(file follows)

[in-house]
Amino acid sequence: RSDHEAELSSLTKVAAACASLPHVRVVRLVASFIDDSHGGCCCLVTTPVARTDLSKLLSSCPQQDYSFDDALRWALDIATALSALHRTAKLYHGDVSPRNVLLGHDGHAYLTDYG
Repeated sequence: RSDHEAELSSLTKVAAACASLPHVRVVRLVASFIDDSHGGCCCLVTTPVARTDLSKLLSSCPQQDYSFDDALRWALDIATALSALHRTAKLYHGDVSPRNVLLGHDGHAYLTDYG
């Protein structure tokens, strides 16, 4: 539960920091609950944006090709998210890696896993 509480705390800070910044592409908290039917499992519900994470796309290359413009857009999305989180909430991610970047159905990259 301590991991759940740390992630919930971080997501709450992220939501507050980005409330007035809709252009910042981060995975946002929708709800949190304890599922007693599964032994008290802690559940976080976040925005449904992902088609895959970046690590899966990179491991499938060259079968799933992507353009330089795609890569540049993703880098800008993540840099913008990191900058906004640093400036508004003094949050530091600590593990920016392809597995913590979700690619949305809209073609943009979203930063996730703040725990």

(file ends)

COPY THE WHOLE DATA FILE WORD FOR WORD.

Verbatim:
[in-house]
Amino acid sequence: RSDHEAELSSLTKVAAACASLPHVRVVRLVASFIDDSHGGCCCLVTTPVARTDLSKLLSSCPQQDYSFDDALRWALDIATALSALHRTAKLYHGDVSPRNVLLGHDGHAYLTDYG
Repeated sequence: RSDHEAELSSLTKVAAACASLPHVRVVRLVASFIDDSHGGCCCLVTTPVARTDLSKLLSSCPQQDYSFDDALRWALDIATALSALHRTAKLYHGDVSPRNVLLGHDGHAYLTDYG
């Protein structure tokens, strides 16, 4: 539960920091609950944006090709998210890696896993 509480705390800070910044592409908290039917499992519900994470796309290359413009857009999305989180909430991610970047159905990259 301590991991759940740390992630919930971080997501709450992220939501507050980005409330007035809709252009910042981060995975946002929708709800949190304890599922007693599964032994008290802690559940976080976040925005449904992902088609895959970046690590899966990179491991499938060259079968799933992507353009330089795609890569540049993703880098800008993540840099913008990191900058906004640093400036508004003094949050530091600590593990920016392809597995913590979700690619949305809209073609943009979203930063996730703040725990």